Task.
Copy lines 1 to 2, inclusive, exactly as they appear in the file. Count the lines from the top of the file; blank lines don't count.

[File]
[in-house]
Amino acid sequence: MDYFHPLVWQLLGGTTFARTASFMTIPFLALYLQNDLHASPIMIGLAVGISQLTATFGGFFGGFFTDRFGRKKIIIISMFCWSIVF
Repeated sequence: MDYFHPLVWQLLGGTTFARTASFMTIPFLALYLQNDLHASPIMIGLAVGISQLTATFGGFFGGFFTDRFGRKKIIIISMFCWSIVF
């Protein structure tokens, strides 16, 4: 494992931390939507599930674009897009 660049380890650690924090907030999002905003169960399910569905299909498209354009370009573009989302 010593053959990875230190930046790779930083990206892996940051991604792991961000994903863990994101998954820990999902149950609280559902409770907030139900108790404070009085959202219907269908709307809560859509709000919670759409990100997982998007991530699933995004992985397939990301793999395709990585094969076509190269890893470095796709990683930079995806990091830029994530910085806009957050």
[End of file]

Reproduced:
[in-house]
Amino acid sequence: MDYFHPLVWQLLGGTTFARTASFMTIPFLALYLQNDLHASPIMIGLAVGISQLTATFGGFFGGFFTDRFGRKKIIIISMFCWSIVF